"Surely, online interactions can be shallow, but it’s no certainty. I’ve spent over a decade in different online spaces—primarily as a member of various web fora where sub-communities exist—and I cannot say that what I’ve witnessed and experienced was anything less than a human desire to connect with others. Sometimes these online spaces offered, for those who felt lonely or isolated by their interests in their physical environments, a place to belong. In other words, for many people I’ve encountered, these are not places for leading a shallow existence.What can lead to isolation is a lack of both technical skills and an understanding of the social elements of the Web, both of which are required for productive social networks—and Personal Learning Networks (PLNs). It takes time and a level of humility to come to terms with the idea that knowledge is no longer contained solely “in [our] skulls, books, and libraries” and is instead constructed from knowledge distributed across networks and on the Web."
"In my career so far, I have come across a lot of confusion about the terms Knowledge Management, Document Management and now Social Collaboration. Of these the latter is of course the newest, but the other two are still essential disciplines for any organisation to get a grip of if it intends to become smarter, leverage its staff better and unlock the competitive potential it has.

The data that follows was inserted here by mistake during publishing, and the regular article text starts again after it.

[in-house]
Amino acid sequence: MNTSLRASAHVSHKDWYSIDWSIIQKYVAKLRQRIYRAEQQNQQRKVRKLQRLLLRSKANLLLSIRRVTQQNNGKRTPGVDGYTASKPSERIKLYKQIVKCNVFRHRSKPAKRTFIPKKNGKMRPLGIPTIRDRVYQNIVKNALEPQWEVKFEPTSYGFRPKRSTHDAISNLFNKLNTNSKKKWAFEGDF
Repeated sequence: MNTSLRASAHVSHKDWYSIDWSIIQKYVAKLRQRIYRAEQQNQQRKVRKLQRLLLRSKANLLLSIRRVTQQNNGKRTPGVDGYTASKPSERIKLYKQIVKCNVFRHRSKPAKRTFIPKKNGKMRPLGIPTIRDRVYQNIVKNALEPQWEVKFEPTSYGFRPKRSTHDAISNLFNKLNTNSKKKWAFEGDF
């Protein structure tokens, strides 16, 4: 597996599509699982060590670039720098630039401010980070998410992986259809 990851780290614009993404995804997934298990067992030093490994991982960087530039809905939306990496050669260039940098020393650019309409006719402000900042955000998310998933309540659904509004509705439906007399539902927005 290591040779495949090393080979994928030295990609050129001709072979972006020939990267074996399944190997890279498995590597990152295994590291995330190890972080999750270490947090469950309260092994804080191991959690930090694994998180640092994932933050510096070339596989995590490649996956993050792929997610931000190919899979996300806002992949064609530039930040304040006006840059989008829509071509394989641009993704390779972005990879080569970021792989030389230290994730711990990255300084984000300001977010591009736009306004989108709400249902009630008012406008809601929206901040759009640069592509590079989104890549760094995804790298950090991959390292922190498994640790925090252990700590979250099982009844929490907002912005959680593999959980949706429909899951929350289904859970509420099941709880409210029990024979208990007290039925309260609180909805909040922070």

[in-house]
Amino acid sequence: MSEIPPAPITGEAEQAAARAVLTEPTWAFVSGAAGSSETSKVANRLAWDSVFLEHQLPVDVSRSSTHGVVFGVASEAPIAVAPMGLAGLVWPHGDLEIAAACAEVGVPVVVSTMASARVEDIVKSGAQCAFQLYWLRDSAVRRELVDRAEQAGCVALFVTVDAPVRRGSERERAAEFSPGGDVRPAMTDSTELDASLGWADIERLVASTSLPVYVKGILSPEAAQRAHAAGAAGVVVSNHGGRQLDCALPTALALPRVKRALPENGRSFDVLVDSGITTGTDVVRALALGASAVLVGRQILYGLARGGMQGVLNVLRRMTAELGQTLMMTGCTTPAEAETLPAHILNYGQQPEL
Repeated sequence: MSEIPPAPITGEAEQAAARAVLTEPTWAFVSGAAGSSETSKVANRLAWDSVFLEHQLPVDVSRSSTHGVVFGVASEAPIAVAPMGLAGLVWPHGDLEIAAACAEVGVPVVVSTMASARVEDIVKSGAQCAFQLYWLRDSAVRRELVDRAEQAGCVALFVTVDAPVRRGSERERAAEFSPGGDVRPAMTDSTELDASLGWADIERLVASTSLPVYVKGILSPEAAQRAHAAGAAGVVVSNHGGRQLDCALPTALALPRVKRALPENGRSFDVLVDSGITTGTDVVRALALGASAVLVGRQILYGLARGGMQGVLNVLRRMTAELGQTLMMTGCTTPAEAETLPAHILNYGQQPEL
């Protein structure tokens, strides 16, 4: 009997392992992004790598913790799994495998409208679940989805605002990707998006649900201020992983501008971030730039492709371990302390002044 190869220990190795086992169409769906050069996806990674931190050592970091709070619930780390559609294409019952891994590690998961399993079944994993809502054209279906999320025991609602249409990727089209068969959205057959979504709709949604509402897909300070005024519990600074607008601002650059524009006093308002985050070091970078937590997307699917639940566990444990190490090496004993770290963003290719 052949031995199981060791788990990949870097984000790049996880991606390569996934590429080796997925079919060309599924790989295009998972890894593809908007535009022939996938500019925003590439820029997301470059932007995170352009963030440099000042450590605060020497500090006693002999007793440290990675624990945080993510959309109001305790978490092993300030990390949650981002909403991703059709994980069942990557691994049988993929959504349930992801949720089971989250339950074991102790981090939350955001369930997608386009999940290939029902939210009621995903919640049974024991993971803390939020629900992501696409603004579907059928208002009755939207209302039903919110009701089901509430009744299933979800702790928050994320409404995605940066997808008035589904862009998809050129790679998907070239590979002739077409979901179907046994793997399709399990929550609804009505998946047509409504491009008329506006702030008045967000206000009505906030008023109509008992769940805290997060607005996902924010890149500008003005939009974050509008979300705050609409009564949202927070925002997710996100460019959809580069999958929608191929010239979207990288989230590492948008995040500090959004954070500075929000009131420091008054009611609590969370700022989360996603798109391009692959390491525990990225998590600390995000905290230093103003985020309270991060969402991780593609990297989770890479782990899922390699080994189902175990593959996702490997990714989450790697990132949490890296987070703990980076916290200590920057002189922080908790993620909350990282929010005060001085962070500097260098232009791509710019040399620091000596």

There are many definitions of these terms out there on the internet and in published literature and I am not about to argue with any of them. Suffice to say, that Document Management has been with us since we started scratching stuff on tablets of stone. Knowledge Management is a much more cerebral pursuit where the organisation seeks to control and access the information held in the data their document management system provides them with. Oh, and the social collaboration thing? Well, that’s just Facebook and the likes, isn’t it? No."
"Reputation before brand were words that stuck with me following a Marketing talk. Yet it could be argued that everything is about just that these days. Marketing. This seems to apply to knowledge management too. Despite some solid concepts, value adding approaches and genuine innovation, KM experts aren't getting the plaudits they deserve because of messages that are too long winded or confusing for mainstream audiences.
"An organization that want to mobilizes knowledge, has to provide a platform for assembling knowledge networks as and where needed. To do this we need to change the ‘property rights’ that structure the allocation of resources including human and social capital."
Jane Hart shares her daily PKM routine based on Harold Jarche's PKM framework
"During ancient times in Sri Lanka, Buddhist monks were responsible for education. The “pirivenas” or Buddhist temples were the place youngsters had to go to in order to access knowledge. However some monks were called “guru mushtiyas” and this meant that they hoarded their knowledge and only revealed certain things to the rest in order to not to lose power. They only shared all their knowledge before passing away and this was done to just one person of their choice.